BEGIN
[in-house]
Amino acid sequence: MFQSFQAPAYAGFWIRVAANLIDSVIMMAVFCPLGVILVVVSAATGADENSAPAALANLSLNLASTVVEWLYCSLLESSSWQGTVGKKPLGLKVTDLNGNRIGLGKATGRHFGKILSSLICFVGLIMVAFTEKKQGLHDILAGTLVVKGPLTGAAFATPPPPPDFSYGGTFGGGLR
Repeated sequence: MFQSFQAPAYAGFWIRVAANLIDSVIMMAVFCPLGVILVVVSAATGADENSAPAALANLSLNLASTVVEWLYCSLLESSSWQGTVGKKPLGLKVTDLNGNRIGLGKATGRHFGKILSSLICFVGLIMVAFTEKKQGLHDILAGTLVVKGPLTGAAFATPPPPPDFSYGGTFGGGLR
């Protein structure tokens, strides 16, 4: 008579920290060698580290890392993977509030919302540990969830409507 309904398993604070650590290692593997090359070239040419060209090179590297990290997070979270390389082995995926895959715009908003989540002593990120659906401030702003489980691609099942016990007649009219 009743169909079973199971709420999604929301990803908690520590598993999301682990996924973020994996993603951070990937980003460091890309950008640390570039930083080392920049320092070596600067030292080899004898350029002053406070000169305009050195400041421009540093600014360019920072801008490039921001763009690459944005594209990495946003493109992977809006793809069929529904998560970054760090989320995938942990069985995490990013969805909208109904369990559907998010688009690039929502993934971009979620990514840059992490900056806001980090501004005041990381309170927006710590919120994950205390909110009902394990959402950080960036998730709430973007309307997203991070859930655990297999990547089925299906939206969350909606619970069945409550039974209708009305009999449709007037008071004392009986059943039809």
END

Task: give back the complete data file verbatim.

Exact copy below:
[in-house]
Amino acid sequence: MFQSFQAPAYAGFWIRVAANLIDSVIMMAVFCPLGVILVVVSAATGADENSAPAALANLSLNLASTVVEWLYCSLLESSSWQGTVGKKPLGLKVTDLNGNRIGLGKATGRHFGKILSSLICFVGLIMVAFTEKKQGLHDILAGTLVVKGPLTGAAFATPPPPPDFSYGGTFGGGLR
Repeated sequence: MFQSFQAPAYAGFWIRVAANLIDSVIMMAVFCPLGVILVVVSAATGADENSAPAALANLSLNLASTVVEWLYCSLLESSSWQGTVGKKPLGLKVTDLNGNRIGLGKATGRHFGKILSSLICFVGLIMVAFTEKKQGLHDILAGTLVVKGPLTGAAFATPPPPPDFSYGGTFGGGLR
């Protein structure tokens, strides 16, 4: 008579920290060698580290890392993977509030919302540990969830409507 309904398993604070650590290692593997090359070239040419060209090179590297990290997070979270390389082995995926895959715009908003989540002593990120659906401030702003489980691609099942016990007649009219 009743169909079973199971709420999604929301990803908690520590598993999301682990996924973020994996993603951070990937980003460091890309950008640390570039930083080392920049320092070596600067030292080899004898350029002053406070000169305009050195400041421009540093600014360019920072801008490039921001763009690459944005594209990495946003493109992977809006793809069929529904998560970054760090989320995938942990069985995490990013969805909208109904369990559907998010688009690039929502993934971009979620990514840059992490900056806001980090501004005041990381309170927006710590919120994950205390909110009902394990959402950080960036998730709430973007309307997203991070859930655990297999990547089925299906939206969350909606619970069945409550039974209708009305009999449709007037008071004392009986059943039809």